Falling in love can make you do all sorts of silly things. Sometimes it’s cute, like standing outside the window of your beloved holding aloft a boom box and playing her favorite song. Other times, it’s just plain stupid—like never questioning why your new boyfriend keeps his basement door locked at all times and won’t let you see what’s down there. Either way, you’re overcome with a kind of giddy euphoria that blinds you to the shortcomings in your object of affection, to the point where obvious character flaws become charming little quirks and suddenly the idea of the two of you against the world seems terribly romantic, rather than the real-life manifestation of Mary Sue fan fiction that it is.
Case in point: the media and Robert Francis “Blotto”—er, “Beto”—O’Rourke, who says he’d like to replace Ted Cruz in the Texas delegation to the United States Senate, but has a habit of taking extreme leftist positions that most Texans find rather alarming. The media, who have fawned over O’Rourke with a devotion akin to an 80’s-era Duran Duran fangirl slobbering over Simon Le Bon, see this as an epic romance on the scale of Gone With the Wind or Dr. Zhivago. The reality, however, is more like Gary and Wyatt trying to make the girl of their dreams out of spare sparts and an old computer in Weird Science. The end result looks pretty good, but it’s more fantasy than reality.
Jack Shafer riffs on this today in the Politico, getting to the heart of Betomania in an appropriately acerbic fashion:
> The winds of swoonery blasted through Texas this year and traveled halfway across the country to dust the Eastern media establishment with love eternal for senatorial candidate Beto O’Rourke. Not since the press corps fell in love with Barack Obama in the 2008 presidential campaign has such a sirocco of worshipful candidate profiles and commentaries appeared in the national press.
Problem is, the polls aren’t blowing in O’Rourke’s direction, in spite of the media blowing in the direction of his nether regions. But never fear! There’s already speculation on how Beto Boy can indeed win for losing, with another presidential contest lurking just beyond the horizon:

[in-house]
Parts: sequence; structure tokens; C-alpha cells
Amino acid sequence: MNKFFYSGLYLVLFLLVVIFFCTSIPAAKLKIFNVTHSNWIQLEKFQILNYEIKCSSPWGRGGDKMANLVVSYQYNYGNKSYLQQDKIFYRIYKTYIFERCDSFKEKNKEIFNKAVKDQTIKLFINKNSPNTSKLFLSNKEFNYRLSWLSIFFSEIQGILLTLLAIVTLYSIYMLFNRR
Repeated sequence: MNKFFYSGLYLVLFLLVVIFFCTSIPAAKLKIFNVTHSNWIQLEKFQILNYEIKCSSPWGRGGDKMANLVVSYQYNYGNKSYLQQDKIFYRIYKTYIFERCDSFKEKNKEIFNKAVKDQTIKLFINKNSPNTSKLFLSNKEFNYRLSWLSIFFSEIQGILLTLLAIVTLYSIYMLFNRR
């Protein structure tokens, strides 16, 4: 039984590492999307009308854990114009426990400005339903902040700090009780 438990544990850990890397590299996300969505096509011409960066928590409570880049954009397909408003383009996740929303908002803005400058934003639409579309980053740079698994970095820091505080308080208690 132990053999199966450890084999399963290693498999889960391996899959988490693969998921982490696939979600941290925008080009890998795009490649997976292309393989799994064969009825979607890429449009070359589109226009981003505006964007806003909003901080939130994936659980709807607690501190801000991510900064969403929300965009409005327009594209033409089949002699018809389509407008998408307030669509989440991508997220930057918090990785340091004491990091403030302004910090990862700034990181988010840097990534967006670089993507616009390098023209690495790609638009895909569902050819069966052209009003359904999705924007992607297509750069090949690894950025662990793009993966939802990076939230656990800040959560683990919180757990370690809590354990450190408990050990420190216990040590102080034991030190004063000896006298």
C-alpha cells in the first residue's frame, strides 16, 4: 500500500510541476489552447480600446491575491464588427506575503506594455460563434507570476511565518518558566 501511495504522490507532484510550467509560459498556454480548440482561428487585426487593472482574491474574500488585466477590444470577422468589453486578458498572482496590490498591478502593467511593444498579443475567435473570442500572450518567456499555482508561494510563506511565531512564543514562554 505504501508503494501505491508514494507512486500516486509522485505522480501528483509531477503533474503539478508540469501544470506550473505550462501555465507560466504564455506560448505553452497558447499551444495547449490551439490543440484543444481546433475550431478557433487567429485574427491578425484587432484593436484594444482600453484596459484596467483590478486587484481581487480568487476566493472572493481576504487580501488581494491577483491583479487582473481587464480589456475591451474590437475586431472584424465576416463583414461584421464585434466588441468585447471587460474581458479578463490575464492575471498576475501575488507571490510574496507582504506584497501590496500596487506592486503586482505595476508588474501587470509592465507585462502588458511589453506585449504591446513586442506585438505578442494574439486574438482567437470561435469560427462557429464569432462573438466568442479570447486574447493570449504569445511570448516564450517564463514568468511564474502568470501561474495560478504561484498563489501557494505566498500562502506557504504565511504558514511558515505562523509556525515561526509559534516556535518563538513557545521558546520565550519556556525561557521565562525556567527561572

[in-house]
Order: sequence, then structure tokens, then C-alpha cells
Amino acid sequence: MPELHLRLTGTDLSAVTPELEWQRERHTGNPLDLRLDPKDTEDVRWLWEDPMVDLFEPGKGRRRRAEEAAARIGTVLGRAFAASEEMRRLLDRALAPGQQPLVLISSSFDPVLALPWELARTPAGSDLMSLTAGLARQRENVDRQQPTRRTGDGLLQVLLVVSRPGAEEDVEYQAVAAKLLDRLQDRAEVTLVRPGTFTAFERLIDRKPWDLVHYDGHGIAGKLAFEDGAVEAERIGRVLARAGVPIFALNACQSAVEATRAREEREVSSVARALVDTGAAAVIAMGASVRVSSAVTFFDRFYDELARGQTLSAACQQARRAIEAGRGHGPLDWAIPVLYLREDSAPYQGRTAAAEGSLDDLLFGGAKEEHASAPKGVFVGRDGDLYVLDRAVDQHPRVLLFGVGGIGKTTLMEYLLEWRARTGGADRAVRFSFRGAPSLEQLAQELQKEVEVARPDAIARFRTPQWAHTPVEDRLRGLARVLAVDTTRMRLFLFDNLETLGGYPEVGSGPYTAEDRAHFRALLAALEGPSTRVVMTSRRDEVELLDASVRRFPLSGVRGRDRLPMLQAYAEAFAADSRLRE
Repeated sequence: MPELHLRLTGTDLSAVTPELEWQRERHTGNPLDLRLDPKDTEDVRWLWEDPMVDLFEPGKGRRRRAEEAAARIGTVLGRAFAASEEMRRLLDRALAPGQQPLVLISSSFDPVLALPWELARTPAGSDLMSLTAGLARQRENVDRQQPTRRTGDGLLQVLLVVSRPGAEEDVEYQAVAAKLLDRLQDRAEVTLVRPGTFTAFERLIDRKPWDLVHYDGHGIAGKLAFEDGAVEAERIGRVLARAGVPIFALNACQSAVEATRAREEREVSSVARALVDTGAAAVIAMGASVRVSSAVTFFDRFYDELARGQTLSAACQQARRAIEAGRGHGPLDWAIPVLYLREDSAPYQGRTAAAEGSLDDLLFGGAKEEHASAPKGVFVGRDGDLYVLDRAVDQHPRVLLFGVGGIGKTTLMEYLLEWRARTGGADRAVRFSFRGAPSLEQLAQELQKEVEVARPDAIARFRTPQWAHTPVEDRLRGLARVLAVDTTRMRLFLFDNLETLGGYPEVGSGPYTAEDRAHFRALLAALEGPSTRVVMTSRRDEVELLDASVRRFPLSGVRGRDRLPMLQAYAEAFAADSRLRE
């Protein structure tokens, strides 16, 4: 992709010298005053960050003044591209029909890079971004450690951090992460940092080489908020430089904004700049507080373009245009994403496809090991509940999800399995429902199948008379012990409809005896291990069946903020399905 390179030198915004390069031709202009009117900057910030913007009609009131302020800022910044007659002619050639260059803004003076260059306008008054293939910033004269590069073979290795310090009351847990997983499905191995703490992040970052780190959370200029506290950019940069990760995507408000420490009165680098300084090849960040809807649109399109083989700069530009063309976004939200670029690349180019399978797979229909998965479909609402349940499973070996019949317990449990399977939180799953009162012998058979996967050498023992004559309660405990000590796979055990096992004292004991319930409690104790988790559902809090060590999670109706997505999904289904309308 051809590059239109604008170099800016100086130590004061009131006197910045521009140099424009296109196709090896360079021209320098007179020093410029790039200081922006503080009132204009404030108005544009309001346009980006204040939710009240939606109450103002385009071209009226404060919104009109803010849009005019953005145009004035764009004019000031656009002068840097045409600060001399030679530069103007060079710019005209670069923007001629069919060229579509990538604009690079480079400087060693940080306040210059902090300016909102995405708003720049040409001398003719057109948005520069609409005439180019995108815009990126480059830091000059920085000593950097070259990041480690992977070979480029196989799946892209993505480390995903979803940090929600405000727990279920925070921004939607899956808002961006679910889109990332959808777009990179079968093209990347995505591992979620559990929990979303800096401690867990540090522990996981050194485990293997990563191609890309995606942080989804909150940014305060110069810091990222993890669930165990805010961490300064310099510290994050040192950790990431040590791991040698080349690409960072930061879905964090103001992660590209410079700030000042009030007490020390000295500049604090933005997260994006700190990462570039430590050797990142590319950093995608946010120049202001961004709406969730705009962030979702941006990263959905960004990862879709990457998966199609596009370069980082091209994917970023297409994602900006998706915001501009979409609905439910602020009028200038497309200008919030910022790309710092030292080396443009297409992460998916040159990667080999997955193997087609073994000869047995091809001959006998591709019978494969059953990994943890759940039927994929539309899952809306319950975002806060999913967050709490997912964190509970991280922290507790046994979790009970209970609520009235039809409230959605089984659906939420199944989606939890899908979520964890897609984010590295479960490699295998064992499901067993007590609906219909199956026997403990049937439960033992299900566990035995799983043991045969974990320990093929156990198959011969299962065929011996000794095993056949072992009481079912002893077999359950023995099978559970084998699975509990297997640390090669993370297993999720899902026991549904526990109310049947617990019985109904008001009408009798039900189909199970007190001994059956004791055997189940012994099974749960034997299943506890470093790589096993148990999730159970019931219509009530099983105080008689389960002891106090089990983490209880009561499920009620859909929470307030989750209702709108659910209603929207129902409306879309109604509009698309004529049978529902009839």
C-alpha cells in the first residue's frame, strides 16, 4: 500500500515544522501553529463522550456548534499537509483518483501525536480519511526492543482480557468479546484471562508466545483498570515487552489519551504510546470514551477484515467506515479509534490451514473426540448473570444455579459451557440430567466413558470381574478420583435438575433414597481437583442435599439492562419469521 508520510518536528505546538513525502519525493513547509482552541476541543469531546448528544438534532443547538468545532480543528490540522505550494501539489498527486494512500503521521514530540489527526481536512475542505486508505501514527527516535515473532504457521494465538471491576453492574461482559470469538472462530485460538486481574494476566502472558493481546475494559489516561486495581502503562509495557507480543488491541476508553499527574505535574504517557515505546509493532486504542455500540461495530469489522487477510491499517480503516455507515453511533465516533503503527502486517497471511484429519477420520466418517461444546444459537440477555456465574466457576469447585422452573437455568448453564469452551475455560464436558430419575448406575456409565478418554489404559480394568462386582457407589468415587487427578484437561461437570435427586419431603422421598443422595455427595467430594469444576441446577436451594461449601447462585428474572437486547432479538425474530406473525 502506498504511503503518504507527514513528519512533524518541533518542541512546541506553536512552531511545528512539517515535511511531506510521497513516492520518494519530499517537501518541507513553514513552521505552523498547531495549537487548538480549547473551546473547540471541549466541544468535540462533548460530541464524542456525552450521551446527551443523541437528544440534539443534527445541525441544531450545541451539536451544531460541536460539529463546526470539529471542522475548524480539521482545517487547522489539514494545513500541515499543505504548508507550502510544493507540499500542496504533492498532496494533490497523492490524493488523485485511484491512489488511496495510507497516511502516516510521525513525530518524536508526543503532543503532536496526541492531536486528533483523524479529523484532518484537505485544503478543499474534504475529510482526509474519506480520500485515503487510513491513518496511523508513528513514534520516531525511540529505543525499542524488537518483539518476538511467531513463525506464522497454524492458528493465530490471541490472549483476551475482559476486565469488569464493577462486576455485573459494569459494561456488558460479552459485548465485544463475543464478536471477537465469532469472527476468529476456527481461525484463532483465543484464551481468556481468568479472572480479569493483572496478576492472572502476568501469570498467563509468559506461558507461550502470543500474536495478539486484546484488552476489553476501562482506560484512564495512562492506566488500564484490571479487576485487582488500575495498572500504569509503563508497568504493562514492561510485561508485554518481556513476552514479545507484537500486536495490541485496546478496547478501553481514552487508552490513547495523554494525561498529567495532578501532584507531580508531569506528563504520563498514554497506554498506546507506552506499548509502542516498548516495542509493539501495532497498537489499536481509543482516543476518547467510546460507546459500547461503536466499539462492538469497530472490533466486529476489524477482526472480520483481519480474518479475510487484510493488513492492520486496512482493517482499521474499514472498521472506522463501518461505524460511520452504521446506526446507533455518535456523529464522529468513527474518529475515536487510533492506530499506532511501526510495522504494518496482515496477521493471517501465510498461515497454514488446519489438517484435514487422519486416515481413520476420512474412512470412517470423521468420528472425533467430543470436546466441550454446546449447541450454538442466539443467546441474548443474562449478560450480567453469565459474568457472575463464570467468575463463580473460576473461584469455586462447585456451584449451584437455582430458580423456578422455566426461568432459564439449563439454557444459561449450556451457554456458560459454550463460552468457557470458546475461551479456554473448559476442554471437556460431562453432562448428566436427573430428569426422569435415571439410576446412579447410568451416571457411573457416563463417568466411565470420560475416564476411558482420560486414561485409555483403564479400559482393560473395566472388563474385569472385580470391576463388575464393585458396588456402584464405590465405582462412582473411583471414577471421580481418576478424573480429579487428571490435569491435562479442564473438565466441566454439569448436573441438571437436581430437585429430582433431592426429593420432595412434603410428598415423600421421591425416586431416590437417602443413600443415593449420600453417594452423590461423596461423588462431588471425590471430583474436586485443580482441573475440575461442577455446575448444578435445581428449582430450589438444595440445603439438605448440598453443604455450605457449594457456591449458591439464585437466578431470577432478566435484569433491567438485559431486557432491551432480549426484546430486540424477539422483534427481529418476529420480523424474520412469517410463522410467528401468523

> In late August, Texas Monthly took O’Rourke swoonery to its highest altitudes when it started gaming out the political possibilities that await the candidate should he lose this contest in a piece titled “Will Beto O’Rourke Become President?” If O’Rourke loses to Cruz, he’ll be free to politick his way to the bottom half of the Democratic ticket in 2020, and if he’s lucky enough to lose that contest he’ll be perfectly positioned to wrestle the party away from the old and in-the-way Democrats—Elizabeth Warren, Bernie Sanders and Joe Biden. “Such has been the El Paso congressman’s streak of good press and respectable polls of late that it’s beginning to look like even a loss in his Senate race might not diminish his political momentum,” the article concludes.
Ah, yes—failing up, the typical Democrat path to power. Can’t make it to the Senate, so might as well try the White House!
Alas, to those residing outside the liberal political bubble—in other words, people who aren’t crazy—this just sounds like a desperate media trying everything it can to make fetch happen. Truth is, Beto probably doesn’t even want to make it happen, because with his wacky leftist rhetoric calling for stuff typical Texans like about as much as they like New York barbecue, he sounds more like he’s auditioning for an MSNBC gig—which might go a long way toward explaining his poll numbers.
Ted Cruz, on the other hand, is a different kind of guy altogether. Shafer is a bit unkind regrading Cruz in his article—although with his sense of humor, Ted would probaby laugh at being compared to a Blue Meanie—but implicit in his remarks is that Cruz really is his own man, and isn’t afraid to rub his colleagues in the Senate the wrong way for standing on principle. In other words, Cruz is the genuine article—not some media caricature who sees good press as an end unto itself. That’s quite a contrast to a phony like “Beto” O’Rourke, who even adopted his first name as a contrivance.
To my mind, we could use a lot more of the real thing in DC. I’m just glad that the voters of Texas seem to be thinking along the same lines.